A high fat diet is unhealthy and bad for the body. But it has the capability to expel intestinal worms, says a new study from the Lancaster University and the University of Manchester in the UK.
Intestinal worms and a high fat diet
Intestinal worms are parasites that thrive in the body at the cost of the nutrition and life of the human host. Around a billion people in the world suffer from these worm infestation. This is common in the developing nations with poor sanitation. The worms can deprive the host of nutrition and lead to malnutrition and death. Some worms like the whipworm leads to chronic large bowel infestation.
The research team from the Lancaster University and the University of Manchester in the UK carried out a study to determine whether a high fat diet can aid in elimination of these worms.
The exact study details
The study was conducted on animals. Lead author Dr Evelyn Funjika, who was formerly with the Manchester university and is now at the University of Zambia, said:
“In order to be able to study how nutrition affects parasite worm infection, we have been using a mouse model, Trichuris muris, closely related to the human whipworm Trichuris trichiura and seeing how a high-fat diet impacts immunity.”
Earlier studies had revealed that the immune cells of the body that assist in the expulsion of these infective worms from the body are the T helper cells. And now, these researchers found out that the high fat diet causes an increase in a molecule present on the T helper cells. This is ST2 and it activates the T helper cells. The cells give a greater response and this eliminates the intestinal parasite from the gut.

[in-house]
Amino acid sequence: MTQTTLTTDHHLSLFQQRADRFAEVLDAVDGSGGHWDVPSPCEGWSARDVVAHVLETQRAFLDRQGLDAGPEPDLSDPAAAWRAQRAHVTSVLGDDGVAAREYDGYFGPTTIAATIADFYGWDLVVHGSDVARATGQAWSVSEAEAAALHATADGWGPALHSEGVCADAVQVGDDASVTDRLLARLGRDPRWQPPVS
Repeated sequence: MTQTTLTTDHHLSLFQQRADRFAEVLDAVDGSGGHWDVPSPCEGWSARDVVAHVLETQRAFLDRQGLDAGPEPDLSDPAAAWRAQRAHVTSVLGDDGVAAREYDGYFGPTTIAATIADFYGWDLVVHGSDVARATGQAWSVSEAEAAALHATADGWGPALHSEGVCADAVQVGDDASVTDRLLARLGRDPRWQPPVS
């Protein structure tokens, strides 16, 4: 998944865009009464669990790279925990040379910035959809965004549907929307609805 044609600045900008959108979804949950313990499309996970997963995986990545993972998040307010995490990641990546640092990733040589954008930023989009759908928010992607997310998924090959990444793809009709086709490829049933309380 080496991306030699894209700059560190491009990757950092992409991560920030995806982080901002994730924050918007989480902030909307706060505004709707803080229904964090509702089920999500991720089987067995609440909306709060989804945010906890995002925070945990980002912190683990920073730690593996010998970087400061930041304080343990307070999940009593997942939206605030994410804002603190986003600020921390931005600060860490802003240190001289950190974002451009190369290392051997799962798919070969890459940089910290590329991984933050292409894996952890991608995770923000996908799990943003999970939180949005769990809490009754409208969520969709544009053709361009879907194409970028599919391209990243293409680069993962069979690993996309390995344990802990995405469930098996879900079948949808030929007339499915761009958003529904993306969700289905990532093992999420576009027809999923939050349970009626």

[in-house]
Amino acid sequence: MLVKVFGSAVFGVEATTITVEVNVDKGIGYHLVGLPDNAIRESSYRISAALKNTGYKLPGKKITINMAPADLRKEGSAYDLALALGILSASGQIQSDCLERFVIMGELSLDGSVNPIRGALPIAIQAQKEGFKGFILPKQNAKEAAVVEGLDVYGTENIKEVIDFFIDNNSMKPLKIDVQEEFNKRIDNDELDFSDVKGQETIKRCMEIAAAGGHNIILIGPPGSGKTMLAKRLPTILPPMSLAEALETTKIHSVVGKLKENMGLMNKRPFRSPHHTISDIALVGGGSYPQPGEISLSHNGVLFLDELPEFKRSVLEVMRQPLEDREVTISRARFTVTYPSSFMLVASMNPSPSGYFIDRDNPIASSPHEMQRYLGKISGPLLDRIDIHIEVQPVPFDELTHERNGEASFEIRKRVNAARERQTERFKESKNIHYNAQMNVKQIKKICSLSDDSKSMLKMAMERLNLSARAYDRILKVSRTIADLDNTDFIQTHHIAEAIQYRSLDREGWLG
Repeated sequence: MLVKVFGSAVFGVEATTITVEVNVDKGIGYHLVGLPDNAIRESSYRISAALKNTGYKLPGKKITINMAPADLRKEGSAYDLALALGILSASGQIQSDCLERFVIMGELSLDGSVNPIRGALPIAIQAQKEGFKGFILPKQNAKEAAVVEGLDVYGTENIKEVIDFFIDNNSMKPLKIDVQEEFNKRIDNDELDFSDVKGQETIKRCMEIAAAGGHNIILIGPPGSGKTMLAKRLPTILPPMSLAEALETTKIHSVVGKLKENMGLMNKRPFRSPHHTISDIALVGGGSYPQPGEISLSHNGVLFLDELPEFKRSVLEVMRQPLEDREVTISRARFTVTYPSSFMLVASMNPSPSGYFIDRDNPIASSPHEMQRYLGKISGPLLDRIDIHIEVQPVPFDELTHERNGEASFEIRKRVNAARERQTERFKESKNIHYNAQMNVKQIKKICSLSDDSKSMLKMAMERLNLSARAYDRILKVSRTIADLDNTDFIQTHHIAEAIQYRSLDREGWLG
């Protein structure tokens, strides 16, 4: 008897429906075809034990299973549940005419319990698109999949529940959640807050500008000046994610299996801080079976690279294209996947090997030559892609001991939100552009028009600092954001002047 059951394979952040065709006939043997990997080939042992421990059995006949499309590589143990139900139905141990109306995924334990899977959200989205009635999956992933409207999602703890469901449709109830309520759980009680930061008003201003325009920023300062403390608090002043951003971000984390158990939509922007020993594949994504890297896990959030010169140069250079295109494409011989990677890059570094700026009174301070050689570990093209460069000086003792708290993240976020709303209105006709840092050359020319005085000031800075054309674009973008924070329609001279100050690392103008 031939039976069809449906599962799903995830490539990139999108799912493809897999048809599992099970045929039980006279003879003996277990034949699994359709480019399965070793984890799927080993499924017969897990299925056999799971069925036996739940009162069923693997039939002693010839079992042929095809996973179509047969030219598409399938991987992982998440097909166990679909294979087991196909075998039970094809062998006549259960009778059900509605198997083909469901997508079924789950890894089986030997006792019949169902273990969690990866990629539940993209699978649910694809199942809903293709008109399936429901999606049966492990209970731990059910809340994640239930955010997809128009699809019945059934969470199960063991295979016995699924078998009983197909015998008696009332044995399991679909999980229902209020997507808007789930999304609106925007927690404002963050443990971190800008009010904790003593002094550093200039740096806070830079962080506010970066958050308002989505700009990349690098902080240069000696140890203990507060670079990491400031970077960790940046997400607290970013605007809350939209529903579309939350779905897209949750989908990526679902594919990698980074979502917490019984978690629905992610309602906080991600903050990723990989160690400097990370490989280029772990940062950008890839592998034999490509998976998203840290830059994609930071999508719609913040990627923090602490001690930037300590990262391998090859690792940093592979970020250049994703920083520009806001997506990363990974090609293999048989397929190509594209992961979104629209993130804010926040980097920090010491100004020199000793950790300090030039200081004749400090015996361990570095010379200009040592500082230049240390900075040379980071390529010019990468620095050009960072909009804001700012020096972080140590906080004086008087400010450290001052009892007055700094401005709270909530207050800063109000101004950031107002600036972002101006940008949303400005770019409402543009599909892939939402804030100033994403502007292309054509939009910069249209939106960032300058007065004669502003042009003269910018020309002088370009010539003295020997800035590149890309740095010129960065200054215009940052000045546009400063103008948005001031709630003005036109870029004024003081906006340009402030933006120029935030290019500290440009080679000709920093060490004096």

More explanation and opinion
Dr John Worthington from the Department of Biomedical and Life Science at Lancaster University, co-author states:
“We were quite surprised by what we found during this study. High-fat diets are mostly associated with increased pathology during disease. However, in the case of whipworm infection this high fat diet licenses the T-helper cells to make the correct immune response to expel the worm.”
Co-researcher, Professor Richard Grencis from the University of Manchester adds:
“Our studies in mice on a standard diet demonstrate that ST2 is not normally triggered when expelling the parasite, but the high-fat diet boosts the levels of ST2 and hence allows expulsion via an alternative pathway.”
And another co-lead Professor David Thornton from the University of Manchester opined:
“It was really fascinating that simply altering the diet completely switched the immune response in the gut from one that fails to expel the parasite, to one that brings about all the correct mechanisms to eliminate it.”
The cheapest diets in the developing world are also junk foods and high in fats. But by altering the diet to this fat rich diet can eliminate worms.